MOORE, Okla. — Whenever high winds arise in Tornado Alley–this corridor of the state with a history of disasters–residents pay attention. On Sunday evening, beneath overcast skies, there were slight gusts of wind, but it would have taken another EF5 tornado like the one experienced last Monday to postpone the memorial services for the fallen at First Baptist Church.
The vast church, where Pastor Kevin Clarkson presides, was prepared to host a crowd of more than 4,500, but the Memorial Day weekend may have lessened the turnout to an estimated 2,000. Many were hoping that President Barack Obama would be among the speakers, but he had come earlier in the day, visiting families of victims and first responders, touring this devastated community, a suburb of Oklahoma City. It should also be noted that the tornado killed two residents in nearby Shawnee.
“This is a strong community with strong character,” Obama said at a press conference with Gov. Mary Fallin by his side. “There’s no doubt they will bounce back … but they need help.”
And help was already heavily evident around Moore, where a week ago, 24 perished, including 10 children, and more than 12,000 homes were destroyed. Volunteers from across the nation arrived with “Disaster Relief” emblazoned on their trucks, trailers and vans.
“We have much to do,” Fallin said during her moment at the church’s podium. “This has certainly been a trying time for our state. The loss of life was traumatic for us. It’s been a sad week.”
Some of the sadness is being assuaged by an announcement from the Obama administration that FEMA (the Federal Emergency Management Agency) has earmarked $57 million in rebates and incentives to begin the rebuilding of storm shelters, which played such a vital role for many of the storm’s survivors.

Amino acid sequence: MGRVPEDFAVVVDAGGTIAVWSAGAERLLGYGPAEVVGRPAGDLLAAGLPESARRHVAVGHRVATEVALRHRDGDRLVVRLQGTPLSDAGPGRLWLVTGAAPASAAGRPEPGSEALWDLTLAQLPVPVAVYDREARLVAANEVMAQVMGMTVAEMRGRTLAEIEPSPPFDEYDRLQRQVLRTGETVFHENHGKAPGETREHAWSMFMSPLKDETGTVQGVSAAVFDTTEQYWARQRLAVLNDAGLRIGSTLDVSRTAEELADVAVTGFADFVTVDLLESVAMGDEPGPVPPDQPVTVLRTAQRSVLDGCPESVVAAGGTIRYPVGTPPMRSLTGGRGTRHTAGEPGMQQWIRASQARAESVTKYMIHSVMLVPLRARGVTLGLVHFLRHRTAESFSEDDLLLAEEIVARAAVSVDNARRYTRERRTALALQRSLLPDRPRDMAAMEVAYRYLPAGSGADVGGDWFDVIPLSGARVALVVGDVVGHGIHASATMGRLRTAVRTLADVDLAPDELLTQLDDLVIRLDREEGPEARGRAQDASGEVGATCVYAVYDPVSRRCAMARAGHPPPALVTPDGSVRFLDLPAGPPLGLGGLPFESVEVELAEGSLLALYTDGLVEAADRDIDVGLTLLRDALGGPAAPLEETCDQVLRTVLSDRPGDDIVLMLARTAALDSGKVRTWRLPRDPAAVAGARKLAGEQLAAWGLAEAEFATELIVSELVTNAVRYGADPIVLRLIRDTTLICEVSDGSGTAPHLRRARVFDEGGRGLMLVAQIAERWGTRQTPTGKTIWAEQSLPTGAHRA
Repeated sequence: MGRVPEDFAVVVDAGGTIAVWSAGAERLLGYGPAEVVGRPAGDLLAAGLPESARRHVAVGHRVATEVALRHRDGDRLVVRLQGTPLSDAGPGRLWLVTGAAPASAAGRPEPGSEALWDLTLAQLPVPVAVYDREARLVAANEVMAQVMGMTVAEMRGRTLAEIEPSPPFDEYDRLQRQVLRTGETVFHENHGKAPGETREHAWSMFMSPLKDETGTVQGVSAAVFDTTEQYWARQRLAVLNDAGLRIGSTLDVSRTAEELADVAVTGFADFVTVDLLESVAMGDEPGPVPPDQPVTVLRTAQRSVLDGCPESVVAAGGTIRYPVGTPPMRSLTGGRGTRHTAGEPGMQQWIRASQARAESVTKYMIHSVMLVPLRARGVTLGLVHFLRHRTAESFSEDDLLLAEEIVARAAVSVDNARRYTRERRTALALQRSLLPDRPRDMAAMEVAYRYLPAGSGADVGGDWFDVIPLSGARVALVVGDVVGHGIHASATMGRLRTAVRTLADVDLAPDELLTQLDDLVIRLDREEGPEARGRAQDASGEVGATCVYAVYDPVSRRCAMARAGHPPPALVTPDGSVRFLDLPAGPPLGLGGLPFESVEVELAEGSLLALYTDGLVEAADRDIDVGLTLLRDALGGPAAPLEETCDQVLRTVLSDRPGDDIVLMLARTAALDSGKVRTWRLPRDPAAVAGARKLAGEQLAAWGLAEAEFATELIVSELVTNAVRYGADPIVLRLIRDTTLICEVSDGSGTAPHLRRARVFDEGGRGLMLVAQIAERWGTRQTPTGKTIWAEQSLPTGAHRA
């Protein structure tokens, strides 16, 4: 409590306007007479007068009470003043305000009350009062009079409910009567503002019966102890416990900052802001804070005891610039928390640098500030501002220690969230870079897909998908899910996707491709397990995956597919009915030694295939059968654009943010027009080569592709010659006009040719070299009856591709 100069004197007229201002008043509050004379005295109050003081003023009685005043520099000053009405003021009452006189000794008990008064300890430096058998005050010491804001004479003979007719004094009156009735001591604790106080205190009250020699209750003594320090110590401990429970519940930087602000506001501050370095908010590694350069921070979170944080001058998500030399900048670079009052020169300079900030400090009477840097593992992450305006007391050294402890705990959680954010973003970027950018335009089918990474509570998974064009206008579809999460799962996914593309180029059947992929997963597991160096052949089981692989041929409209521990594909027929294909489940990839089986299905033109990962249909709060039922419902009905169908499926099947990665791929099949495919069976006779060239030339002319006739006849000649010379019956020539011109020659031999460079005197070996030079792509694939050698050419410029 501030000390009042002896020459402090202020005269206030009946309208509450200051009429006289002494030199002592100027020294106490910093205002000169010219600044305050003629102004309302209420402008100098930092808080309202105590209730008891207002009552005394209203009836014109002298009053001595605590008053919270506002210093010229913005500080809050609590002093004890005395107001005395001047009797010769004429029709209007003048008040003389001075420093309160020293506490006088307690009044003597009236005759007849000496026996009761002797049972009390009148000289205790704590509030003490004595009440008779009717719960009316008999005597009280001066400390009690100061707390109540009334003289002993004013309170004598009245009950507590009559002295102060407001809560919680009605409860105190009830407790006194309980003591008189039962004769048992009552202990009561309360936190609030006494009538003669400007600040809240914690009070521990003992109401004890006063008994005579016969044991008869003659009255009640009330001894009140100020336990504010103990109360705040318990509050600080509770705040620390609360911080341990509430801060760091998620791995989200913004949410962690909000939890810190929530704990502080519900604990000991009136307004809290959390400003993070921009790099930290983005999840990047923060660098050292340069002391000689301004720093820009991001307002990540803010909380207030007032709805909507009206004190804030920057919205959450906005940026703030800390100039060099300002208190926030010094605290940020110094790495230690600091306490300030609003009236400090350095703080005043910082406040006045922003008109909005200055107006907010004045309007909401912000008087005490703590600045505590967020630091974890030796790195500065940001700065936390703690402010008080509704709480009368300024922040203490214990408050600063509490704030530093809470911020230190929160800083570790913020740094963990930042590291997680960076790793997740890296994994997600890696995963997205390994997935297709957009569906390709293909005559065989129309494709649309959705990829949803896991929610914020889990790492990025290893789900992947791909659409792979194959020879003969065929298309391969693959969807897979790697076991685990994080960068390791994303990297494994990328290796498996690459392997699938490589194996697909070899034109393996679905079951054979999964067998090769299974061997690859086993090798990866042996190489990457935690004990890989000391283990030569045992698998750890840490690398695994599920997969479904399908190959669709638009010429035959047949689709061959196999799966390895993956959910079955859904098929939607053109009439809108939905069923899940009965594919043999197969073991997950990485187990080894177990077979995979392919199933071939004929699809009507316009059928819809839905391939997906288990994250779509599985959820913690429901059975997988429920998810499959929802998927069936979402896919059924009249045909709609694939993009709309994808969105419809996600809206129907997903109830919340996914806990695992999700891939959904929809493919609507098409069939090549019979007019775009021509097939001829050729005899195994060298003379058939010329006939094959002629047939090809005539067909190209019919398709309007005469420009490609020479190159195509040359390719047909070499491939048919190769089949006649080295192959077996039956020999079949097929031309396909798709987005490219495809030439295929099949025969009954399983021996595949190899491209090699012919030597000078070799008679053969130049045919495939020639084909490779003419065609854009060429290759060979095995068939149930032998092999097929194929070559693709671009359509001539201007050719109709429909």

Disasters of this magnitude are fairly common in Oklahoma, according to FEMA, and the state suffers a disproportionate share of disasters. Oklahoma is number one when it comes to deadly twisters. Of the 25 counties that have been declared disasters the most times since 1953, nine are in Oklahoma–the most of any state.
But the resilience of residents here is remarkable. That point was stressed by Fallin and echoed resoundingly by a community choir comprised of members from several local churches. The harmonious emphasis on the third verse of “Amazing Grace” was particularly moving and inspirational for the audience: “The Lord has promised good to me/His word my hope secures. He will my shield and portion be/as long as life endures.”
Life clearly endures in Moore. The rebuilding of homes has already begun in sections of the community and the convoy of volunteers, including a delegation of Black teenagers from Alabama, is a strong indication that it won’t be long before Moore is once again a thriving community.